“I don’t really read autobiographies,” says Bruce Dickinson, the Iron Maiden frontman and solo artist who just happens to be promoting his own memoirs. “So when I decided to write my own, I sampled a few – as in, going to a bookstore, not buying the book and opening at random and going, ‘OK, this reads like a shopping list.’ ‘OK, this is self-centered and boring.’ You go through these celebrity biographies and you think, ‘God, shallow’ and, ‘This is a bit desperate.'”
Luckily for Dickinson, he has enough of a sense of humor about himself to make his book, What Does This Button Do?, both insightful and entertaining. Throughout, he interweaves stories of Iron Maiden’s glory and playing solo shows in war-torn Sarajevo with tales of recovering from falling off stages. He offers glimpses into his offstage life, whether it’s fencing, piloting 757s, hosting a radio show or writing novels and screenplays – all with the requisite tales of bumps, scrapes, hurt feelings and terrifying engine malfunctions. And, in the book’s longest chapter, he opens up about the battle with cancer that nearly sidelined his singing career.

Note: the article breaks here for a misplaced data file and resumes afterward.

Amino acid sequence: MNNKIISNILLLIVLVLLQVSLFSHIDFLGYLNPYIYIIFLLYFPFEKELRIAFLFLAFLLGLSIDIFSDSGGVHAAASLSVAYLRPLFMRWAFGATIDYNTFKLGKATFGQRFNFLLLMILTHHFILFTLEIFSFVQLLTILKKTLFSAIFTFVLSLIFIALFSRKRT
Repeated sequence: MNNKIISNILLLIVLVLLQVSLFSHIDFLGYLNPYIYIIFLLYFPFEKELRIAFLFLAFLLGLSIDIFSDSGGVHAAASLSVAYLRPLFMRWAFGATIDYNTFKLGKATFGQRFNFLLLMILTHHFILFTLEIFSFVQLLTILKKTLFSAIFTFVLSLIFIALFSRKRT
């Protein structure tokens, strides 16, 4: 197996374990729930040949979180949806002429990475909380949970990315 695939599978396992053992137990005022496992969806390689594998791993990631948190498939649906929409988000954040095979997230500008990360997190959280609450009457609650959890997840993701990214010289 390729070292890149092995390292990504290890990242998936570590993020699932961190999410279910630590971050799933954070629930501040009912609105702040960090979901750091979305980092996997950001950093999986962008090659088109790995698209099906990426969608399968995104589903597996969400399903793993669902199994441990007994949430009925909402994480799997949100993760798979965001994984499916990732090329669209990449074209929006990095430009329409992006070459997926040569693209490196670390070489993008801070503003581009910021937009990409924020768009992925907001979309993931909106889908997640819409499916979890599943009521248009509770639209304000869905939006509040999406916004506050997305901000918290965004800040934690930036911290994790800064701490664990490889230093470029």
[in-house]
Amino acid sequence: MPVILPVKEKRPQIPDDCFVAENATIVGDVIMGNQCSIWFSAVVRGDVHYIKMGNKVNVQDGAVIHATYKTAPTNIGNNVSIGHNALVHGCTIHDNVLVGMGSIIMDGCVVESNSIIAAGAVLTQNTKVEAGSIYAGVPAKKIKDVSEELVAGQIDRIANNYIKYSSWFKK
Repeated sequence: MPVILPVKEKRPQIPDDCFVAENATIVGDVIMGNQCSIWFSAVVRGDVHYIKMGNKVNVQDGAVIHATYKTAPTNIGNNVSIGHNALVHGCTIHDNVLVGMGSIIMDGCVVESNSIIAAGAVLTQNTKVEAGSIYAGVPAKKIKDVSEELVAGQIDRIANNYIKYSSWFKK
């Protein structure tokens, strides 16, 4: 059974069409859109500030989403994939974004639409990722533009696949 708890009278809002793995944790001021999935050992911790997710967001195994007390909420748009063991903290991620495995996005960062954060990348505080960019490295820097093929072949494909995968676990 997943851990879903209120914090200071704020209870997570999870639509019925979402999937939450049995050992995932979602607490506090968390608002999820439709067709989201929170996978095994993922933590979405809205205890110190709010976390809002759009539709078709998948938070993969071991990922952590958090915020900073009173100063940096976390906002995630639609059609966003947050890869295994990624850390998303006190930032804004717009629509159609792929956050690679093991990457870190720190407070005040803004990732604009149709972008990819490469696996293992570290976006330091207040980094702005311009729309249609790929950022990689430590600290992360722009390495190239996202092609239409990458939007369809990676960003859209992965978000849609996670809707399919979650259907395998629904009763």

For at least the past decade, he says, people have begged him to write his memoirs, but he’s resisted. “It’s a bit early,” he says. “I’m not done yet.” He changed his mind about writing a book after he got cancer. “When I got done with it, finished, clear of it, I thought, ‘This is probably nature’s cattle prod to go,'” he says. “It’s actually not a bad end point for a book – not that I’m planning on checking out anytime soon. It’s the beginning of a whole new chapter of the rest of your life. So I thought, because I’ve got an end, the beginning is pretty easy.” So he started writing out his story in college-ruled notebooks.